L’analyse comparative menée par le directeur parlementaire du budget, Yves Giroux, arrive exactement à cette conclusion : le système en place avant 2006 était le plus généreux, et ce, pour tous les vétérans.

Une promesse électorale non tenue, selon des vétérans

Les libéraux avaient pourtant promis, en campagne électorale, de réinstaurer la pension d’invalidité à vie après que des vétérans se sont plaints que la somme forfaitaire et les autres allocations visant à la remplacer étaient en réalité moins généreuses.

Les anciens combattants ont alors pris pour acquis que, pour ce faire, un gouvernement libéral remettrait en place le système qui existait avant la création de la Nouvelle Charte des anciens combattants, en 2006. Mais le gouvernement Trudeau a plutôt choisi de mettre sur pied son propre système, qui doit entrer en vigueur le 1er avril.

En somme, de nombreux vétérans estiment que Justin Trudeau n’a pas respecté sa promesse électorale.

Dans son rapport, Yves Giroux estime que le nouveau régime d’indemnisation permettra à la plupart des vétérans qui reçoivent déjà un soutien financier d’augmenter le montant de leurs prestations de 6 à 24 %.

Ceux qui feront leur demande à compter du 1er avril seront toutefois pénalisés en raison de l’élimination d’une prestation d’invalidité spécifique en cas d’inaptitude au travail. « C’est pourquoi les vétérans les plus gravement blessés seront les grands perdants de cette transition », a expliqué Yves Giroux.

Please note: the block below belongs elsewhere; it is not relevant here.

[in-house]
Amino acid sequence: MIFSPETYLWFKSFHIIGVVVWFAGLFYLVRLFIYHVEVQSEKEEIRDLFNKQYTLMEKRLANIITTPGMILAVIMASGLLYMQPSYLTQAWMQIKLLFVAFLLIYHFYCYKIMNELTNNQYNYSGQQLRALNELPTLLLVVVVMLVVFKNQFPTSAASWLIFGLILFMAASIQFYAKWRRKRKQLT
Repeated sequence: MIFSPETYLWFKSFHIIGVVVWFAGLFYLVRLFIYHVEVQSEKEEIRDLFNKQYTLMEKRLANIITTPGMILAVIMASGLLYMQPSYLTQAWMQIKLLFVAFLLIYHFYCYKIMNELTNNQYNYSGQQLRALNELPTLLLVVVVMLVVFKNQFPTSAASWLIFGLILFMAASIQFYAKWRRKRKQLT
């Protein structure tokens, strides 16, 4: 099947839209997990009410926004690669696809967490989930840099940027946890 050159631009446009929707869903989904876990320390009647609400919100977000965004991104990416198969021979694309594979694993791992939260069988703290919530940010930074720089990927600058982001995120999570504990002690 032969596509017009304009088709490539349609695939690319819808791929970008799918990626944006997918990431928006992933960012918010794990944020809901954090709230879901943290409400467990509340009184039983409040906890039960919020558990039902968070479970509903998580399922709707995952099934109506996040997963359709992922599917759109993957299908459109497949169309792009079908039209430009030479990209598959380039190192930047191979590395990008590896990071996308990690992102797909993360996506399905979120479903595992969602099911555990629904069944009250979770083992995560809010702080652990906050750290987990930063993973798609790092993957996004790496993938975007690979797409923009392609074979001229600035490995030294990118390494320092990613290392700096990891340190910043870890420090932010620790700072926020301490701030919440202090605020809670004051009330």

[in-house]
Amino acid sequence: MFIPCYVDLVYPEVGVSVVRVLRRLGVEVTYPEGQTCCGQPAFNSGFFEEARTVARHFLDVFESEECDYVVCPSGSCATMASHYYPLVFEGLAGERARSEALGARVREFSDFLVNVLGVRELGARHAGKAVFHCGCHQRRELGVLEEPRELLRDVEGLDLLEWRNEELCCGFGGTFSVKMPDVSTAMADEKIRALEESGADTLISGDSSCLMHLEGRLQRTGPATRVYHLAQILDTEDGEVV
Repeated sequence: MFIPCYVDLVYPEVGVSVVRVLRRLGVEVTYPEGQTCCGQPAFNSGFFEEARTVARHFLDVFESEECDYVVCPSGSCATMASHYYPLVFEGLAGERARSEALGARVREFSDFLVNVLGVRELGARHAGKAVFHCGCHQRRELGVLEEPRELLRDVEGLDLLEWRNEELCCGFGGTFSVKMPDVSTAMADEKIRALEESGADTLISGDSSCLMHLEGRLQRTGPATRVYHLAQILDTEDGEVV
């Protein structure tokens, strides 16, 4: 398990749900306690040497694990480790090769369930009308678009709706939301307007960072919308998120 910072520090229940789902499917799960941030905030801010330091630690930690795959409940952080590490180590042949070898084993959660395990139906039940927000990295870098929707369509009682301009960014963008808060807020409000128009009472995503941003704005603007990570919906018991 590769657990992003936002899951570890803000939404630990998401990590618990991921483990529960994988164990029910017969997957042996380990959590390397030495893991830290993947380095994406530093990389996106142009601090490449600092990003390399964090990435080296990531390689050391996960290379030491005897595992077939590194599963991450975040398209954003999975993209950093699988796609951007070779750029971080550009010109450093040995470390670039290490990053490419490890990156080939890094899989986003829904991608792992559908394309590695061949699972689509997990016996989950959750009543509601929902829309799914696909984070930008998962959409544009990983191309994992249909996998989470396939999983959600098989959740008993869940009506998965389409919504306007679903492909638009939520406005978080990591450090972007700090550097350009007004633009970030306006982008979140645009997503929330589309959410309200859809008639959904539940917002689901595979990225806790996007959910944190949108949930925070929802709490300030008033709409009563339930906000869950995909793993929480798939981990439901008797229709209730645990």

Il est impossible de savoir si c’est intentionnel [de la part des libéraux]. Ce que je peux dire, c’est que la panoplie de prestations qui existent pour les vétérans est très, très complexe. Donc il se peut que ce soit une erreur de bonne foi, comme il peut s’agir d’un geste intentionnel. Je n’en sais rien.

Yves Giroux, directeur parlementaire du budget

Pour Brian Forbes, président du Conseil national des associations d’anciens combattants au Canada, qui représente 60 groupes de vétérans, le gouvernement libéral devrait s’empresser de corriger le tir en appliquant plusieurs des recommandations du comité consultatif qui s’est penché sur la question.

Sinon, les libéraux pourraient s’en mordre les doigts lors du scrutin d’octobre prochain, a-t-il mis en garde.



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Alberta to end use of photo radar as ‘cash cow’

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The Alberta government plans to eliminate photo radar as a tool for revenue generation, Transportation Minister Brian Mason vowed Thursday.

“I think in some cases photo radar in the province of Alberta has been a cash cow,” Mason told a news conference in Edmonton. “It’s my intention that we are going to humanely put the cash cow down.”

The government will introduce new guidelines and force municipalities to disclose locations and the rationale for their use at those sites.

Starting March 1, 2020, municipalities will be required to submit reports to the Alberta government showing the cameras are making the roads safer.

Municipal traffic safety plans will have to tie photo radar locations to safety and will be audited by the provincial government.

The government will prohibit the use of photo radar in speed transition zones starting June 1. The new guidelines will, for the first time, define what a transition zone is. The size of a zone varies according to how much a vehicle needs to slow down. For example, a change in speed of 30 km/hr, requires a transition zone of 200 metres, 100 meters on either side of a sign.